This 1996 low-budget superhero/vigilante movie was picked for the Thursday night Trash Or Treasure watch party because sometimes you just want some light-hearted action nonsense to get in your eyeballs. It had a solid batch of B-Movie headliners and a premise so simple it couldn’t go wrong. Yet what we ended up with was significantly lesser than the sum of its parts.
Because you are going to notice it like a nasty rash, we have to mention the camera work. The camera never sits still, at any point. If it isn’t rolling around, desperate to grab the most Batman possible of visuals, then it’s dollying side to side to give a 30-foot shot of the 10-feet of action that’s happening. On the few occasions when its feet have been nailed to the ground, it’s nodding back-and-forward like an overly excited puppy. This includes during the quiet talking moments when everyone is sat down. Even when it’s not that overt it’s still there, to the point that people who suffer motion sickness may want to avoid watching it.
This hyper-kinetic style might well be because director David DeCoteau didn’t have much faith in the action sequences that pepper their way through the 96 minutes. Sure, a number of them would make the average Mighty Morphing Power Rangers fan say “that looks fake!” but overall, they are right up there with some of the most middling generic martial-arts movies of the last 30 years. They aren’t bad, it’s simply that the action is never impressive or imaginative.
This does align perfectly with the acting on display, which has consistent under-performing from everyone. Maxwell Caufield, Stacy Keach, Linda Blair, and Trevor Goddard have all done much better work elsewhere, including in bad movies. Although films are always joint efforts none of them appear to be putting any in here. Again; no one is terrible (Trevor Goddard especially tries to add a lot of menace to his role as Generic Bad Guy), they just never rise above being so-so.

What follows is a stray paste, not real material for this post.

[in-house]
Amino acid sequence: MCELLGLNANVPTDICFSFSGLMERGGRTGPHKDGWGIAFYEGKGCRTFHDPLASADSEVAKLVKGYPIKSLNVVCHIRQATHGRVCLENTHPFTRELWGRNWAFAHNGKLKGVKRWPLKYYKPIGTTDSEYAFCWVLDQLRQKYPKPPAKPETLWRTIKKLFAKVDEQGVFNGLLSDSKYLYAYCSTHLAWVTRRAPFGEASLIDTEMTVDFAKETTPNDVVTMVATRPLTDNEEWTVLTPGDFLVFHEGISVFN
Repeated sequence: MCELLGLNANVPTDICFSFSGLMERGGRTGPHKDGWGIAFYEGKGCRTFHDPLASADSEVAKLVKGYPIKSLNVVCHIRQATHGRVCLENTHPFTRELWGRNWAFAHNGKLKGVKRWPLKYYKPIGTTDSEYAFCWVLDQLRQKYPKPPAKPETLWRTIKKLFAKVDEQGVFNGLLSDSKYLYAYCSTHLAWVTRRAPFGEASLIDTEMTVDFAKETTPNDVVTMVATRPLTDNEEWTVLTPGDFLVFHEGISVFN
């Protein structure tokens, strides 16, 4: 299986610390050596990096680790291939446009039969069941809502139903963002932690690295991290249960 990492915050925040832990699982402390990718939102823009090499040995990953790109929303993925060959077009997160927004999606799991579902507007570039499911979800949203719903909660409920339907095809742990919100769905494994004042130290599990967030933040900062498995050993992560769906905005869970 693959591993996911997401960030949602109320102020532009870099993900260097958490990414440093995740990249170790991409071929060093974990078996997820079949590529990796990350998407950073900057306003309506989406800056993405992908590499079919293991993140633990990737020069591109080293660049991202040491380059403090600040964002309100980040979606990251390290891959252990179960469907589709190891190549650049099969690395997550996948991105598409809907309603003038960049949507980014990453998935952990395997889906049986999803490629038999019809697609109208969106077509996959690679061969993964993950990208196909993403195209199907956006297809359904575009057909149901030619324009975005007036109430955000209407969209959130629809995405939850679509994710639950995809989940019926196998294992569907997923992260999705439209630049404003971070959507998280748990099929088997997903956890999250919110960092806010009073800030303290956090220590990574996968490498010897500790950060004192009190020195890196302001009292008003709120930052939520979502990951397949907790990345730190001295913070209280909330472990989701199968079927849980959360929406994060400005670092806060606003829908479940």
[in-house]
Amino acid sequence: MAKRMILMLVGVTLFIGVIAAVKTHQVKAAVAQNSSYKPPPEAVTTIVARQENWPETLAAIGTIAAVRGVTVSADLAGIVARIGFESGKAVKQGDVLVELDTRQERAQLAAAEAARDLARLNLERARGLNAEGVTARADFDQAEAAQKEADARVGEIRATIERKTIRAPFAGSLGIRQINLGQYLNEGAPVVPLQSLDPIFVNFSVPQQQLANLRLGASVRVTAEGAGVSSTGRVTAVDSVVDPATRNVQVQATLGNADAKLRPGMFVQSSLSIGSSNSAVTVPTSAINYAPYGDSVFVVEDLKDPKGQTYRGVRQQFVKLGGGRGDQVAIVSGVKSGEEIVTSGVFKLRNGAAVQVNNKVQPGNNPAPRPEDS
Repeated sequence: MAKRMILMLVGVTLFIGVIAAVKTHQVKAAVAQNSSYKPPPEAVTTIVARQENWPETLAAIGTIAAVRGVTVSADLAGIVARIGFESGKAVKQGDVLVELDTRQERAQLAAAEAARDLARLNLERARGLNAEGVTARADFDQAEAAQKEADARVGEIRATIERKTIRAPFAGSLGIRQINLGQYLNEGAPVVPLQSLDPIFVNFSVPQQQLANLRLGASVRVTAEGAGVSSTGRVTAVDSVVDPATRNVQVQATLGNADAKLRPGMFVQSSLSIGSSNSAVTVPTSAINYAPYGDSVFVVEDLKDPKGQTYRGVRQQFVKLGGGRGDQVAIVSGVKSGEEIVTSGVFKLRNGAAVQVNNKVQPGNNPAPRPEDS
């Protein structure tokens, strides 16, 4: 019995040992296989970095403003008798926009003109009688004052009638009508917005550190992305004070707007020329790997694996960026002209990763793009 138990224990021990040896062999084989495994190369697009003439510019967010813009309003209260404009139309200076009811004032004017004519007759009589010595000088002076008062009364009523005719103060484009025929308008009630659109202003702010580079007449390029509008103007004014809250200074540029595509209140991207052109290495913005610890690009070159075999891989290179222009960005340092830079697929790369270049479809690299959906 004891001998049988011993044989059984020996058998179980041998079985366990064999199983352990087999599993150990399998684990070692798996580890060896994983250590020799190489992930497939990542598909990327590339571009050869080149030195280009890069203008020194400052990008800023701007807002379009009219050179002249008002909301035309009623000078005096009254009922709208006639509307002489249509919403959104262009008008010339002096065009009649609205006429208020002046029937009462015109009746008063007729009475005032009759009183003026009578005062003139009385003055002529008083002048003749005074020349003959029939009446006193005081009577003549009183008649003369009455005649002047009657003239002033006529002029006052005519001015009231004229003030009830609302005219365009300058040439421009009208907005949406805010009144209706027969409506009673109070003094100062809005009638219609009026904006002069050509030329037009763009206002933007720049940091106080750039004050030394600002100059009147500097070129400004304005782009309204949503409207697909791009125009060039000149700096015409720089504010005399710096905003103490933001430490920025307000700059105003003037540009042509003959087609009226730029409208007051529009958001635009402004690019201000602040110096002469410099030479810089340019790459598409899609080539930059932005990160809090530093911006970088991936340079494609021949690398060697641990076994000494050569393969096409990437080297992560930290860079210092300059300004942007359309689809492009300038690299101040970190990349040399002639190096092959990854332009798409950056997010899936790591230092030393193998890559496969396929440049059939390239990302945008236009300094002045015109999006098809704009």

For the real villain of the piece, you need to look at the script. Although not too hard, least the curse rubs off on you. The framework of an ex-special agent brought back into the game by a returned adversary who kills his family is fine, but it’s then run through with so little commitment or skill that when you aren’t bored you feel embarrassed for those involved. A perfect example is this exchange just after the hero attacked a low-level goon:
The Jaguar “Tell Bandera; he better learn to pray. Because now he is… “
Goon “He is what?”
The Jaguar “Prey!”
Mind you, The Jaguar had just opened up a page of cocaine with his teeth, so maybe we can forgive him.
If you want to make the film very slightly watchable, then assume that after the hero’s wife and child are murdered, he has a full-blown breakdown and becomes the super-hero his son had designed for Halloween. It’s the only way to explain Caulfield’s utterly bizarre costuming, weapon choice, and dialogue.
Better still, just don’t watch this film at all. Take my word for it Trash and move on. It has no redeeming features, including being good to snark at with friends. Even Maxwell Caulfield’s pornadelic mustache stops being funny after its first appearance, and if you can’t laugh at that there have to be a hundred better things for you to do with your time.
Prey Of The Jaguar is available but we aren’t telling you where, as we don’t endorse self-harm.
Watch Party Score – 5-0. “Didn’t care what happened to anyone.” – “It has the potential to be so bad it was good, but it didn’t fulfill it” –